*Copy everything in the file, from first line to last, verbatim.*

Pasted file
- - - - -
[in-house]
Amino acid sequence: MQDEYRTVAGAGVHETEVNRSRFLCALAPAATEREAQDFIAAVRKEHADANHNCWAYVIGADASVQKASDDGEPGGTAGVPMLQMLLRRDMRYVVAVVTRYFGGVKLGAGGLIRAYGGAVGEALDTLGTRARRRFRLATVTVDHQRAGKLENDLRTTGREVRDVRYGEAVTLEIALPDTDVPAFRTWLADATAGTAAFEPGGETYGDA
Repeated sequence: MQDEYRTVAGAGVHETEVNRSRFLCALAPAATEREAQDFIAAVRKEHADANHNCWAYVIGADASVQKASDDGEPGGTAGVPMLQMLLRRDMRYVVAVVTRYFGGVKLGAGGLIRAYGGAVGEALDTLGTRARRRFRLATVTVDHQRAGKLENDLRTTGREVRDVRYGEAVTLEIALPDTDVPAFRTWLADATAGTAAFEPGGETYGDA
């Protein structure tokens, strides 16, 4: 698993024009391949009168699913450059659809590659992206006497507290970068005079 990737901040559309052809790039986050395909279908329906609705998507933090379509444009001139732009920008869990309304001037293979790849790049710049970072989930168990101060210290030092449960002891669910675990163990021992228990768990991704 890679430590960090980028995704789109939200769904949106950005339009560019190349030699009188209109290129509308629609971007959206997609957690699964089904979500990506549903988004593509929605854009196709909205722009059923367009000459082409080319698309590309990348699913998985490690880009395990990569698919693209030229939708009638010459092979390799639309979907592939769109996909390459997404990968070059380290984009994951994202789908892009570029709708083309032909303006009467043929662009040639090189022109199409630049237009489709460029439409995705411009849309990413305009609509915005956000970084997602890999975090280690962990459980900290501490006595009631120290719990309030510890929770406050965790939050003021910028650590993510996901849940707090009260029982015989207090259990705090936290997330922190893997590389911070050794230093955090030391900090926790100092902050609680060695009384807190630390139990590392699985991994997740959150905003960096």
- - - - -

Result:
[in-house]
Amino acid sequence: MQDEYRTVAGAGVHETEVNRSRFLCALAPAATEREAQDFIAAVRKEHADANHNCWAYVIGADASVQKASDDGEPGGTAGVPMLQMLLRRDMRYVVAVVTRYFGGVKLGAGGLIRAYGGAVGEALDTLGTRARRRFRLATVTVDHQRAGKLENDLRTTGREVRDVRYGEAVTLEIALPDTDVPAFRTWLADATAGTAAFEPGGETYGDA
Repeated sequence: MQDEYRTVAGAGVHETEVNRSRFLCALAPAATEREAQDFIAAVRKEHADANHNCWAYVIGADASVQKASDDGEPGGTAGVPMLQMLLRRDMRYVVAVVTRYFGGVKLGAGGLIRAYGGAVGEALDTLGTRARRRFRLATVTVDHQRAGKLENDLRTTGREVRDVRYGEAVTLEIALPDTDVPAFRTWLADATAGTAAFEPGGETYGDA
């Protein structure tokens, strides 16, 4: 698993024009391949009168699913450059659809590659992206006497507290970068005079 990737901040559309052809790039986050395909279908329906609705998507933090379509444009001139732009920008869990309304001037293979790849790049710049970072989930168990101060210290030092449960002891669910675990163990021992228990768990991704 890679430590960090980028995704789109939200769904949106950005339009560019190349030699009188209109290129509308629609971007959206997609957690699964089904979500990506549903988004593509929605854009196709909205722009059923367009000459082409080319698309590309990348699913998985490690880009395990990569698919693209030229939708009638010459092979390799639309979907592939769109996909390459997404990968070059380290984009994951994202789908892009570029709708083309032909303006009467043929662009040639090189022109199409630049237009489709460029439409995705411009849309990413305009609509915005956000970084997602890999975090280690962990459980900290501490006595009631120290719990309030510890929770406050965790939050003021910028650590993510996901849940707090009260029982015989207090259990705090936290997330922190893997590389911070050794230093955090030391900090926790100092902050609680060695009384807190630390139990590392699985991994997740959150905003960096």